When Emely was 8 years old, she experienced a rapid heartbeat and excessive bruising.Her mother, Regina, brought her to NYP/Morgan Stanley Children’s — just four blocks from their apartment. She was diagnosed with severe aplastic anemia (SAA) — a disease in which the bone marrow does not make enough blood cells.
While many patients newly diagnosed with SAA receive blood transfusions and/or immunosuppressive therapy to boost blood cell counts, a bone marrow donor was quickly located for Emely. She had a stem cell transplant in August 2013.
But it was no ordinary transplant.
We are one of only a handful of children’s hospitals offering CD34-selected stem cell transplantation, where the stem cell product is selected to enrich for cells that facilitate engraftment and deplete cells that cause graft-versus-host disease (GVHD).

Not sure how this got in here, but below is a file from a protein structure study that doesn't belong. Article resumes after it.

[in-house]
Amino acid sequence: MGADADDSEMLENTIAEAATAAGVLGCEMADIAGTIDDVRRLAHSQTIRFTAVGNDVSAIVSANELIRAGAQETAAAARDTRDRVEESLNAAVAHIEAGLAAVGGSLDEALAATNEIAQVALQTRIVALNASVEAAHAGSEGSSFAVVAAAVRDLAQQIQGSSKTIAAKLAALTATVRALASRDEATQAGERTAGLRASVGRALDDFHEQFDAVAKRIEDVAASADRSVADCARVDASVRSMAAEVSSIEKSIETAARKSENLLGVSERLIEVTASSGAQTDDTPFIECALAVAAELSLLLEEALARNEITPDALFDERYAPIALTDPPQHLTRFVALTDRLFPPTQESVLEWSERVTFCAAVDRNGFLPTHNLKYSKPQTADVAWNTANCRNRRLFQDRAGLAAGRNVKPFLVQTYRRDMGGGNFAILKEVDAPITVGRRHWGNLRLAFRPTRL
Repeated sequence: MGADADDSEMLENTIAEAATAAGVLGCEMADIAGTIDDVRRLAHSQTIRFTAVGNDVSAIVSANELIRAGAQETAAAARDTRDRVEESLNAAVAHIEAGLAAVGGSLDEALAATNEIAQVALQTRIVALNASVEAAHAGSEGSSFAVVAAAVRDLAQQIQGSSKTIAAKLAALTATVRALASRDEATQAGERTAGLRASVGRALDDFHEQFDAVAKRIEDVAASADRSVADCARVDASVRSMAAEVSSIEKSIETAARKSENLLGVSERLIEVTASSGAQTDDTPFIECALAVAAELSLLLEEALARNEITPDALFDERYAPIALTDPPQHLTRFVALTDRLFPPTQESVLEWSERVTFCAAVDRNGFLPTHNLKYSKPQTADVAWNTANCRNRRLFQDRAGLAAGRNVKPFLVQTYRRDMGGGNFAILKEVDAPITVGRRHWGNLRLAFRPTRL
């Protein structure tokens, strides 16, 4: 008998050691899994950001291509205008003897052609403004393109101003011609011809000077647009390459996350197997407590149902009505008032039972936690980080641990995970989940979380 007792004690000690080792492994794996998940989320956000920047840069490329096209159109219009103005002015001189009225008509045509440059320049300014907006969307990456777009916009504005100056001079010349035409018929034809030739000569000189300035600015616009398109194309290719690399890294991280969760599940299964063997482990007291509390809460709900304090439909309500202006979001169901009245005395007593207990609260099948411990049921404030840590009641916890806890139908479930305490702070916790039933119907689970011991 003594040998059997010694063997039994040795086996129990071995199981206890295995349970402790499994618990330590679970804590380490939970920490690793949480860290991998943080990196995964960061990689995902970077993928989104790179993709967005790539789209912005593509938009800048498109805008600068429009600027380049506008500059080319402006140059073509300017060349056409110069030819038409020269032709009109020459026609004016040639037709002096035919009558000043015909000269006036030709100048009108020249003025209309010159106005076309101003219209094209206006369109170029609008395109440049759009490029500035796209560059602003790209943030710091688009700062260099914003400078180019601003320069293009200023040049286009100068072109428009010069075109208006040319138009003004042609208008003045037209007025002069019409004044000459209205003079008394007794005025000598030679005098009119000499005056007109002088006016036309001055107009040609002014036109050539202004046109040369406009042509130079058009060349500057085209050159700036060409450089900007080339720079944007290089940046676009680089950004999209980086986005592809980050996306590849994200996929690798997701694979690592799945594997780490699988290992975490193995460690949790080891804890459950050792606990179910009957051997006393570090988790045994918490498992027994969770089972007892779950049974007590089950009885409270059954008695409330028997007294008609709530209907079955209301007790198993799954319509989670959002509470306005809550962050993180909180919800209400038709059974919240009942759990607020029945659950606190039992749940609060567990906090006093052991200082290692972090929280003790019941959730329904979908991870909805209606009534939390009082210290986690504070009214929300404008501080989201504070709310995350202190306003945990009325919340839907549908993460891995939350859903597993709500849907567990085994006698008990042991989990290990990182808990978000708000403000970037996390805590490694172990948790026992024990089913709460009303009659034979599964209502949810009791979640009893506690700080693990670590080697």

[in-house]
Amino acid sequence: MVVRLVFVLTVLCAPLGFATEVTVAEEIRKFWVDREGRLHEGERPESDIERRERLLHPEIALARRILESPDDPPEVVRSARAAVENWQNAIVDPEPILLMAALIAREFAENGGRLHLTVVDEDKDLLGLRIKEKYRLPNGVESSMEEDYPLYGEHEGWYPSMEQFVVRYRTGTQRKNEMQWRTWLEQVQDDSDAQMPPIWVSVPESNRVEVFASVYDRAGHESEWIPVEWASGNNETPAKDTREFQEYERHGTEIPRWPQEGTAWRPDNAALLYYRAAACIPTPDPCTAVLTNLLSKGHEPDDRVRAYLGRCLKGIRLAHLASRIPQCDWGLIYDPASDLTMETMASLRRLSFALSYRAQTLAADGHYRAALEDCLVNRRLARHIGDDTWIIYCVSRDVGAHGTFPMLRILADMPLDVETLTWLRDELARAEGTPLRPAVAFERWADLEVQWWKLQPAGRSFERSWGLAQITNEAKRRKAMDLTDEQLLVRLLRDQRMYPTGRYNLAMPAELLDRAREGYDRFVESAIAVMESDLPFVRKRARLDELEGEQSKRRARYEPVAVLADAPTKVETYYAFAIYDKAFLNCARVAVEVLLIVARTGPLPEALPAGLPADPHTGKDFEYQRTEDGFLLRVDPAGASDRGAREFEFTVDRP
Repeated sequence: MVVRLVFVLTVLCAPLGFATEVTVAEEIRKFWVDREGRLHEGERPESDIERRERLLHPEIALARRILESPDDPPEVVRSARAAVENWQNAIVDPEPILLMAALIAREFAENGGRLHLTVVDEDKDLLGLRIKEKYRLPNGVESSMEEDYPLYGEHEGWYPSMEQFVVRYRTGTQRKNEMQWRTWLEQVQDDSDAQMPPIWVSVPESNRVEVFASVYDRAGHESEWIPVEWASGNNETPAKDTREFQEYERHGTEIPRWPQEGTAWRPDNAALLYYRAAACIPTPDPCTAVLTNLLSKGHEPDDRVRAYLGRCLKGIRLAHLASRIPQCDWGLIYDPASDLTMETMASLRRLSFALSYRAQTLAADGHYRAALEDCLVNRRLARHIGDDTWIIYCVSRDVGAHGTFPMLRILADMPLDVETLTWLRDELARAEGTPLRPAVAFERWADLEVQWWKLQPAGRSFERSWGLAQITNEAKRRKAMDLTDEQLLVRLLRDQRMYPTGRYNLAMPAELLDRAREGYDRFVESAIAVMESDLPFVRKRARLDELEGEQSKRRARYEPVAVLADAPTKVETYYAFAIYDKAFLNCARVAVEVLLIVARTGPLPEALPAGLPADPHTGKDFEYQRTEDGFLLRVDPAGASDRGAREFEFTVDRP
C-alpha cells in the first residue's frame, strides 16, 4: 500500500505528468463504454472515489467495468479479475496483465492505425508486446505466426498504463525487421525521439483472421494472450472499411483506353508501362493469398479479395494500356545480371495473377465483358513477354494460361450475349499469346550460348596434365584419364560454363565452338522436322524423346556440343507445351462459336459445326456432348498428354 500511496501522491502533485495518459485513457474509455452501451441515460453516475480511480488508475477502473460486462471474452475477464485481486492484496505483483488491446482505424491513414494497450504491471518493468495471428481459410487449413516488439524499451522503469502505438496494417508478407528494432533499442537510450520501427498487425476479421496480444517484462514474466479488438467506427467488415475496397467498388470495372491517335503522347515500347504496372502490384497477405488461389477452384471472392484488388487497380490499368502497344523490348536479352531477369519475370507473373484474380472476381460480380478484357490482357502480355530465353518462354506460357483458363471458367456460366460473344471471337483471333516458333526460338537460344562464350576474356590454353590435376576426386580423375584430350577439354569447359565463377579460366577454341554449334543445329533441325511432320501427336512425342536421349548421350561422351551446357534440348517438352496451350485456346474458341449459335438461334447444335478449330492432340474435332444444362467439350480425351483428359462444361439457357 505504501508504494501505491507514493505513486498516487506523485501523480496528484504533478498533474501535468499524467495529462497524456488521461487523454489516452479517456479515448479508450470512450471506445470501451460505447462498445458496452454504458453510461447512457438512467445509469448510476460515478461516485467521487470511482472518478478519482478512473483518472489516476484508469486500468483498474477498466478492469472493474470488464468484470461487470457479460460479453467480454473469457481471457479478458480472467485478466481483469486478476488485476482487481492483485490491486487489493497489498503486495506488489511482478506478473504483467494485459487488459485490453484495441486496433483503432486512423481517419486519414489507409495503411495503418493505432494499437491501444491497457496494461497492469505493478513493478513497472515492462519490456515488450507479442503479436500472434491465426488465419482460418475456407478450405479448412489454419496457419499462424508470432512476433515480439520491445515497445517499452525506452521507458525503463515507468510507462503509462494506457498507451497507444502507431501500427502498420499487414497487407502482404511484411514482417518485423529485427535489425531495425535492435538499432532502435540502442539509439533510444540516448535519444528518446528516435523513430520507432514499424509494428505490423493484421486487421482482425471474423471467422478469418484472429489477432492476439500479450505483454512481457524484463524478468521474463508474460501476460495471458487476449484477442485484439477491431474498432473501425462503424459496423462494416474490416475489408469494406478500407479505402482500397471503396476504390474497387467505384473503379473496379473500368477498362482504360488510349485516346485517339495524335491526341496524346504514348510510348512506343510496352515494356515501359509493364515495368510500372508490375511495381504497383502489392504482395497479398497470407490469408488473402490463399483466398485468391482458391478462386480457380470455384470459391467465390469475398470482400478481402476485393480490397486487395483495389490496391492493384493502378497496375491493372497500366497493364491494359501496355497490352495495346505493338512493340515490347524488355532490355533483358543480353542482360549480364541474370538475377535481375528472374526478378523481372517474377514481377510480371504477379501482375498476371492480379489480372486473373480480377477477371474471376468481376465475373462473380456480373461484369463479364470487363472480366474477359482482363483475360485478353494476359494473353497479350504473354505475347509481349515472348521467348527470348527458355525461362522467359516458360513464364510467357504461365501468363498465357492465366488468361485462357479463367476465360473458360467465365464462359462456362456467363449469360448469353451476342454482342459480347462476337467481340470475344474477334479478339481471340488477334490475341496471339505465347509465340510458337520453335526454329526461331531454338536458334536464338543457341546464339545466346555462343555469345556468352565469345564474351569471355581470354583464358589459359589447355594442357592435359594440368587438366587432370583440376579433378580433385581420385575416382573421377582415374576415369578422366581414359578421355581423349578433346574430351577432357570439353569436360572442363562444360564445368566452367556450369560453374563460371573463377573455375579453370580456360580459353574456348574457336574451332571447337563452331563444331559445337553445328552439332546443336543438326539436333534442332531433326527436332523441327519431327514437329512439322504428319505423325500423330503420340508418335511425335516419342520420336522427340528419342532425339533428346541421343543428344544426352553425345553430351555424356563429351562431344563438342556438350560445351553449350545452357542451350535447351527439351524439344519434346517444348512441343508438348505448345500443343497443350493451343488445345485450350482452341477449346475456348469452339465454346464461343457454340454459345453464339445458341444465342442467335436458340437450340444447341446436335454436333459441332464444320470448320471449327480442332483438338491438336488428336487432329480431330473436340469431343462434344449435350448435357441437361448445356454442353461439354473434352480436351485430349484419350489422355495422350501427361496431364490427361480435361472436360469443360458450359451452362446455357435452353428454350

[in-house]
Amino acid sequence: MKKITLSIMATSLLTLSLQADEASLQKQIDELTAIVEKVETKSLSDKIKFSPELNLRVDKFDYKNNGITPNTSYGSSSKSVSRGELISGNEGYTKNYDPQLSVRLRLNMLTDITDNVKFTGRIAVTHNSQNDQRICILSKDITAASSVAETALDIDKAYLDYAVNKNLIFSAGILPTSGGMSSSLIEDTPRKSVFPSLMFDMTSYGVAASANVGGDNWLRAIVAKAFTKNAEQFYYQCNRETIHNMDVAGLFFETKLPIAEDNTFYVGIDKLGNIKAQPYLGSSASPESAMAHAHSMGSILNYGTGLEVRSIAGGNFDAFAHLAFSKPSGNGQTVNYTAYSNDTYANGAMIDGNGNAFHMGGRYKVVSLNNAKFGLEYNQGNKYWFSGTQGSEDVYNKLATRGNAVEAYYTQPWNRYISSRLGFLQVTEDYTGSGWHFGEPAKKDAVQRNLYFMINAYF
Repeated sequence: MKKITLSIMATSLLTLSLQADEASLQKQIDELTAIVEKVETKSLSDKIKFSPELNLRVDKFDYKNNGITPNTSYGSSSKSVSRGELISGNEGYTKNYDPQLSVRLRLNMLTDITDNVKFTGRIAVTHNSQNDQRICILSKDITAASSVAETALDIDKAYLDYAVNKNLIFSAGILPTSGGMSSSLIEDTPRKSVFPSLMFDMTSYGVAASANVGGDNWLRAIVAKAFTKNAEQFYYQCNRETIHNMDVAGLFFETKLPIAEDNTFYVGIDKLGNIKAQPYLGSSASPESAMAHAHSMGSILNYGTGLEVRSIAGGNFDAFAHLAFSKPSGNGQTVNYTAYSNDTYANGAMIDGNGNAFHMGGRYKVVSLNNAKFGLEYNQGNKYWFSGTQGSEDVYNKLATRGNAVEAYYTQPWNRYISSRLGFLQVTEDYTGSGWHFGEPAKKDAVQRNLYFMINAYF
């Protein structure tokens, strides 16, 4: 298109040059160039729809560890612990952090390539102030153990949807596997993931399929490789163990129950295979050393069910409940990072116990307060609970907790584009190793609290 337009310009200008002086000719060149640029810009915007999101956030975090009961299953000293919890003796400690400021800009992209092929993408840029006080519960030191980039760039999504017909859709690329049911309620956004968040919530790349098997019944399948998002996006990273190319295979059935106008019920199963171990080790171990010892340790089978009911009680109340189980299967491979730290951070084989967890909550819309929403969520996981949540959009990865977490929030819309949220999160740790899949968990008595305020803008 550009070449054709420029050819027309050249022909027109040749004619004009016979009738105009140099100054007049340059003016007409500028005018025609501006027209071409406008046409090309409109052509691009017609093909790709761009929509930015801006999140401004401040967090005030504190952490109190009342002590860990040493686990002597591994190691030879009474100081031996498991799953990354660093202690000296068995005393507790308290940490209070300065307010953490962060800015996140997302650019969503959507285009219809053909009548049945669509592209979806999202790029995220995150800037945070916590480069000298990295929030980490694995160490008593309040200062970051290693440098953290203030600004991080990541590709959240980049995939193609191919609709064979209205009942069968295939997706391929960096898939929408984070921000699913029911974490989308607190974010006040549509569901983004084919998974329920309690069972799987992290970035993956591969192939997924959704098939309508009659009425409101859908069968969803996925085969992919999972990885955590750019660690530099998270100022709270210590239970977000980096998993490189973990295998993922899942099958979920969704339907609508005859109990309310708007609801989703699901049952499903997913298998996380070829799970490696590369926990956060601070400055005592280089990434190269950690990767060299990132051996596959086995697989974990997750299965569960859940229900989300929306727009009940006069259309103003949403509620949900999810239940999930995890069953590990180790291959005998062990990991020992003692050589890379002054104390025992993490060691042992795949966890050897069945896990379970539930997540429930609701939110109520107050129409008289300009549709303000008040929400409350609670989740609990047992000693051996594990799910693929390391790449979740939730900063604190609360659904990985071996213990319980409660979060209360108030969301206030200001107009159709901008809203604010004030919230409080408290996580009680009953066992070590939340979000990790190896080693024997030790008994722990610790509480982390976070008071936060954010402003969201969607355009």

“Many centers would have opted to try medical therapy first, since Emely did not have a sibling donor. But since she had a well-matched unrelated donor, and medical therapy can have toxicities, we went with transplantation as her initial therapy,” explains Monica Bhatia, MD, head of the stem cell transplantation program.
“She engrafted promptly with no GVHD and was back in school much earlier than our typical BMT patients. She is now thriving!”
Emely, now 9, is a healthy fourth grader who enjoys dancing, skating, bike riding, and listening to music by Shakira. Her mother is incredibly appreciative.
The care we received at Morgan Stanley Children’s Hospital was excellent. I am so thankful for all that they did for us.